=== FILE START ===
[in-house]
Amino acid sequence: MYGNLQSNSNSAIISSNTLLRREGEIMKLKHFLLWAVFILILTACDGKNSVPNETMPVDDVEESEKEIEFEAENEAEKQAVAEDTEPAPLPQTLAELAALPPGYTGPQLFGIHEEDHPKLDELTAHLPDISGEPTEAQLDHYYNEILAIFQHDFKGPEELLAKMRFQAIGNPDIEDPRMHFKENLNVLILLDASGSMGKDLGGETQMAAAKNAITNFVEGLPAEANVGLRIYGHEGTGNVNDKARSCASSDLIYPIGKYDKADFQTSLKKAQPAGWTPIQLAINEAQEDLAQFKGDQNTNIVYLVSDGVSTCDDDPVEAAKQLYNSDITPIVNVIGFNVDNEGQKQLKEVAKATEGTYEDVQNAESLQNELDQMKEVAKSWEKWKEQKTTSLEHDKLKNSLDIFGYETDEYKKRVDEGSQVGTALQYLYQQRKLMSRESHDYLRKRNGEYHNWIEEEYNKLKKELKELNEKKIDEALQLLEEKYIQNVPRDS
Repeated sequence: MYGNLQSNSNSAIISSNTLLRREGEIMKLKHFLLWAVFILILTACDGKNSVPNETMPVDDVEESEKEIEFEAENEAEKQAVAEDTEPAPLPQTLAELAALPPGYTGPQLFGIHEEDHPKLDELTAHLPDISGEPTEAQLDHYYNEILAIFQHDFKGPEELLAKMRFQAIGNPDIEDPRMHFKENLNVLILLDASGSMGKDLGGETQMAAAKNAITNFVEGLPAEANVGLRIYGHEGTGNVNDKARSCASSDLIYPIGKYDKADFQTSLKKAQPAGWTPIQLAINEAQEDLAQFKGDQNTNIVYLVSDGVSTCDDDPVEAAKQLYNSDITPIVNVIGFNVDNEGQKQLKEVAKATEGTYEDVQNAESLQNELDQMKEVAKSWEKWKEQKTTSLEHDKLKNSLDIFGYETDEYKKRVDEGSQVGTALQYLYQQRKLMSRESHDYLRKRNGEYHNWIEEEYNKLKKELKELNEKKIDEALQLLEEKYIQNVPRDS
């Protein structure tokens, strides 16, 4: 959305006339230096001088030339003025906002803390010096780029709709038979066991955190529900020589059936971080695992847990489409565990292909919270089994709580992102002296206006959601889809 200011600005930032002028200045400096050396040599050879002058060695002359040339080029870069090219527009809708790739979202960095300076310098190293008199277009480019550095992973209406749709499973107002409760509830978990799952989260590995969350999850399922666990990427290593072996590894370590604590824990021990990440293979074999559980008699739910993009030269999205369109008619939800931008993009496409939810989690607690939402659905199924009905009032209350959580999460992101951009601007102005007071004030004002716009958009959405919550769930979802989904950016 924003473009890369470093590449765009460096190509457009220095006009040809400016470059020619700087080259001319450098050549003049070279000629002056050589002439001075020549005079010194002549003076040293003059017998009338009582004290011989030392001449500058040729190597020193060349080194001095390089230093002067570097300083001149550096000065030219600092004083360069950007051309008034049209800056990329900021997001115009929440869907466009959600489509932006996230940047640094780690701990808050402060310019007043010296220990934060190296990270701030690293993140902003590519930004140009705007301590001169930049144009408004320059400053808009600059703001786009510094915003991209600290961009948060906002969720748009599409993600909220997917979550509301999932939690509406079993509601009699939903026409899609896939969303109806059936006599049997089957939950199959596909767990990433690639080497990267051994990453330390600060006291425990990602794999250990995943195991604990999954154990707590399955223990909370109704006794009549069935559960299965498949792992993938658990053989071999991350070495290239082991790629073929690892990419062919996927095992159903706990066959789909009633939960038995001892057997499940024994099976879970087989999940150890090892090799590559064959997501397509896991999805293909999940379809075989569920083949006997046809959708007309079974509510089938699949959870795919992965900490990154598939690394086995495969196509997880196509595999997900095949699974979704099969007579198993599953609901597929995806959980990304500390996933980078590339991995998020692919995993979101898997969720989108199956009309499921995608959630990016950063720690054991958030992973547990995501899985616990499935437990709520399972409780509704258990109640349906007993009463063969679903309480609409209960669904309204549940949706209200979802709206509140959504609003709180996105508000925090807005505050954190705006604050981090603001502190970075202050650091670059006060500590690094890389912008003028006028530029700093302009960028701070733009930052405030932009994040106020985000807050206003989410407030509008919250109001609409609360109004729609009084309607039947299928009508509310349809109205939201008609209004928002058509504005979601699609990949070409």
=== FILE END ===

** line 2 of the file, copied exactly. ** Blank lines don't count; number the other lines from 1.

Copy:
Amino acid sequence: MYGNLQSNSNSAIISSNTLLRREGEIMKLKHFLLWAVFILILTACDGKNSVPNETMPVDDVEESEKEIEFEAENEAEKQAVAEDTEPAPLPQTLAELAALPPGYTGPQLFGIHEEDHPKLDELTAHLPDISGEPTEAQLDHYYNEILAIFQHDFKGPEELLAKMRFQAIGNPDIEDPRMHFKENLNVLILLDASGSMGKDLGGETQMAAAKNAITNFVEGLPAEANVGLRIYGHEGTGNVNDKARSCASSDLIYPIGKYDKADFQTSLKKAQPAGWTPIQLAINEAQEDLAQFKGDQNTNIVYLVSDGVSTCDDDPVEAAKQLYNSDITPIVNVIGFNVDNEGQKQLKEVAKATEGTYEDVQNAESLQNELDQMKEVAKSWEKWKEQKTTSLEHDKLKNSLDIFGYETDEYKKRVDEGSQVGTALQYLYQQRKLMSRESHDYLRKRNGEYHNWIEEEYNKLKKELKELNEKKIDEALQLLEEKYIQNVPRDS